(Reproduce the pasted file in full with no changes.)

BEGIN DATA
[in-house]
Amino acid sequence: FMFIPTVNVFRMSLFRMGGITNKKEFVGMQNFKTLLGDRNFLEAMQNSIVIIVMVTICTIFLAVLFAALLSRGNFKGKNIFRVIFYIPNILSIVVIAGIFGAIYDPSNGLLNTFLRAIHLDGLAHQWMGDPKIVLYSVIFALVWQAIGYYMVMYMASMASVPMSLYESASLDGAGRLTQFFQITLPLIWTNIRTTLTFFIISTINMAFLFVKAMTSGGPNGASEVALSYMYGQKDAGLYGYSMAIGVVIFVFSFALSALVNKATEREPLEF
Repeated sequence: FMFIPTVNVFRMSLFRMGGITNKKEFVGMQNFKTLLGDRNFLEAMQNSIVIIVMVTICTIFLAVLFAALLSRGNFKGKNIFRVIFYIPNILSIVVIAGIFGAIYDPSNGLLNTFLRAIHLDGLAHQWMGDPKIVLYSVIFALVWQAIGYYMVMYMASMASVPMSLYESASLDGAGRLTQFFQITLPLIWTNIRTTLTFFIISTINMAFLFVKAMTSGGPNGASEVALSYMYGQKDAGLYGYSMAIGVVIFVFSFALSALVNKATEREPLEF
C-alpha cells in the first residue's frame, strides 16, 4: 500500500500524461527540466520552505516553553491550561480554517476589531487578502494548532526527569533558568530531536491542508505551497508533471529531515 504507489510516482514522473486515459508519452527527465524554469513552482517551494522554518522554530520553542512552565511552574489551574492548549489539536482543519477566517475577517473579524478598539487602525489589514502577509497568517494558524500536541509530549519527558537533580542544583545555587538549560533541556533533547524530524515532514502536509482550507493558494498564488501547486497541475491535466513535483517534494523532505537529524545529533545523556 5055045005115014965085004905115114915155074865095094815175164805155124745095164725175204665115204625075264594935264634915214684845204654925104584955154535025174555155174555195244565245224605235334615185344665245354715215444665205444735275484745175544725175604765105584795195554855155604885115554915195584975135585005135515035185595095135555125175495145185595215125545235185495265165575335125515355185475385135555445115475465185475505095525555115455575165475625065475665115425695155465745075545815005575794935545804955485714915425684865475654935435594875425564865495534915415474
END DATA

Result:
[in-house]
Amino acid sequence: FMFIPTVNVFRMSLFRMGGITNKKEFVGMQNFKTLLGDRNFLEAMQNSIVIIVMVTICTIFLAVLFAALLSRGNFKGKNIFRVIFYIPNILSIVVIAGIFGAIYDPSNGLLNTFLRAIHLDGLAHQWMGDPKIVLYSVIFALVWQAIGYYMVMYMASMASVPMSLYESASLDGAGRLTQFFQITLPLIWTNIRTTLTFFIISTINMAFLFVKAMTSGGPNGASEVALSYMYGQKDAGLYGYSMAIGVVIFVFSFALSALVNKATEREPLEF
Repeated sequence: FMFIPTVNVFRMSLFRMGGITNKKEFVGMQNFKTLLGDRNFLEAMQNSIVIIVMVTICTIFLAVLFAALLSRGNFKGKNIFRVIFYIPNILSIVVIAGIFGAIYDPSNGLLNTFLRAIHLDGLAHQWMGDPKIVLYSVIFALVWQAIGYYMVMYMASMASVPMSLYESASLDGAGRLTQFFQITLPLIWTNIRTTLTFFIISTINMAFLFVKAMTSGGPNGASEVALSYMYGQKDAGLYGYSMAIGVVIFVFSFALSALVNKATEREPLEF
C-alpha cells in the first residue's frame, strides 16, 4: 500500500500524461527540466520552505516553553491550561480554517476589531487578502494548532526527569533558568530531536491542508505551497508533471529531515 504507489510516482514522473486515459508519452527527465524554469513552482517551494522554518522554530520553542512552565511552574489551574492548549489539536482543519477566517475577517473579524478598539487602525489589514502577509497568517494558524500536541509530549519527558537533580542544583545555587538549560533541556533533547524530524515532514502536509482550507493558494498564488501547486497541475491535466513535483517534494523532505537529524545529533545523556 5055045005115014965085004905115114915155074865095094815175164805155124745095164725175204665115204625075264594935264634915214684845204654925104584955154535025174555155174555195244565245224605235334615185344665245354715215444665205444735275484745175544725175604765105584795195554855155604885115554915195584975135585005135515035185595095135555125175495145185595215125545235185495265165575335125515355185475385135555445115475465185475505095525555115455575165475625065475665115425695155465745075545815005575794935545804955485714915425684865475654935435594875425564865495534915415474